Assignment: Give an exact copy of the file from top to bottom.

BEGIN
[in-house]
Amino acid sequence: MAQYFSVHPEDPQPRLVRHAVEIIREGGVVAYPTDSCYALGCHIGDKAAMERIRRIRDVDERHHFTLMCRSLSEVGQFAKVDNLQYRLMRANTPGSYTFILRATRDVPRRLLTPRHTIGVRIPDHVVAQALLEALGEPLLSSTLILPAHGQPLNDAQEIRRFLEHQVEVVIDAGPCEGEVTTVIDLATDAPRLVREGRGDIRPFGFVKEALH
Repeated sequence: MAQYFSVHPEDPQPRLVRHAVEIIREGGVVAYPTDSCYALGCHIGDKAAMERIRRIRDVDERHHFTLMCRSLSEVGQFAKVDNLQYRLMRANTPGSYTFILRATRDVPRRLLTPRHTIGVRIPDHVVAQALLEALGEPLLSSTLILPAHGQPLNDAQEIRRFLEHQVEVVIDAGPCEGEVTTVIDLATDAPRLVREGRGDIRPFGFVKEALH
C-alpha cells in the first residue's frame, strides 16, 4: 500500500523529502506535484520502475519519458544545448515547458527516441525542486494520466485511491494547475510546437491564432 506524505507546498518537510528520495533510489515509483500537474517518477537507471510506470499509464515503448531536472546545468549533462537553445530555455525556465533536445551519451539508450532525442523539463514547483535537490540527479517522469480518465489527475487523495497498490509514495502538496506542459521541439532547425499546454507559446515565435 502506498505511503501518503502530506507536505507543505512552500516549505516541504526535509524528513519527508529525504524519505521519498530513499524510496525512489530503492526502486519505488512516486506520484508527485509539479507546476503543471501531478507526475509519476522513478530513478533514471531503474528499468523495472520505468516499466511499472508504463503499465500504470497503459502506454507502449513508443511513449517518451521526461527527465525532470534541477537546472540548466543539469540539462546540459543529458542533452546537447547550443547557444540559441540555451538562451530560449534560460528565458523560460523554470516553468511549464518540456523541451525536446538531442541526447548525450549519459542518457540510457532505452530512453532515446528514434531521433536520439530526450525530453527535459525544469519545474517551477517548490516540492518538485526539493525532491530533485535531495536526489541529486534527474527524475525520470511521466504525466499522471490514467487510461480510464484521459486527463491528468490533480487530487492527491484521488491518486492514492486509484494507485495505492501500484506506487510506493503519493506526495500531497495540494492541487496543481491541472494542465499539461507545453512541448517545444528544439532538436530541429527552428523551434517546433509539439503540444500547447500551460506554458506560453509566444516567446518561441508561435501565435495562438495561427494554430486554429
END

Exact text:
[in-house]
Amino acid sequence: MAQYFSVHPEDPQPRLVRHAVEIIREGGVVAYPTDSCYALGCHIGDKAAMERIRRIRDVDERHHFTLMCRSLSEVGQFAKVDNLQYRLMRANTPGSYTFILRATRDVPRRLLTPRHTIGVRIPDHVVAQALLEALGEPLLSSTLILPAHGQPLNDAQEIRRFLEHQVEVVIDAGPCEGEVTTVIDLATDAPRLVREGRGDIRPFGFVKEALH
Repeated sequence: MAQYFSVHPEDPQPRLVRHAVEIIREGGVVAYPTDSCYALGCHIGDKAAMERIRRIRDVDERHHFTLMCRSLSEVGQFAKVDNLQYRLMRANTPGSYTFILRATRDVPRRLLTPRHTIGVRIPDHVVAQALLEALGEPLLSSTLILPAHGQPLNDAQEIRRFLEHQVEVVIDAGPCEGEVTTVIDLATDAPRLVREGRGDIRPFGFVKEALH
C-alpha cells in the first residue's frame, strides 16, 4: 500500500523529502506535484520502475519519458544545448515547458527516441525542486494520466485511491494547475510546437491564432 506524505507546498518537510528520495533510489515509483500537474517518477537507471510506470499509464515503448531536472546545468549533462537553445530555455525556465533536445551519451539508450532525442523539463514547483535537490540527479517522469480518465489527475487523495497498490509514495502538496506542459521541439532547425499546454507559446515565435 502506498505511503501518503502530506507536505507543505512552500516549505516541504526535509524528513519527508529525504524519505521519498530513499524510496525512489530503492526502486519505488512516486506520484508527485509539479507546476503543471501531478507526475509519476522513478530513478533514471531503474528499468523495472520505468516499466511499472508504463503499465500504470497503459502506454507502449513508443511513449517518451521526461527527465525532470534541477537546472540548466543539469540539462546540459543529458542533452546537447547550443547557444540559441540555451538562451530560449534560460528565458523560460523554470516553468511549464518540456523541451525536446538531442541526447548525450549519459542518457540510457532505452530512453532515446528514434531521433536520439530526450525530453527535459525544469519545474517551477517548490516540492518538485526539493525532491530533485535531495536526489541529486534527474527524475525520470511521466504525466499522471490514467487510461480510464484521459486527463491528468490533480487530487492527491484521488491518486492514492486509484494507485495505492501500484506506487510506493503519493506526495500531497495540494492541487496543481491541472494542465499539461507545453512541448517545444528544439532538436530541429527552428523551434517546433509539439503540444500547447500551460506554458506560453509566444516567446518561441508561435501565435495562438495561427494554430486554429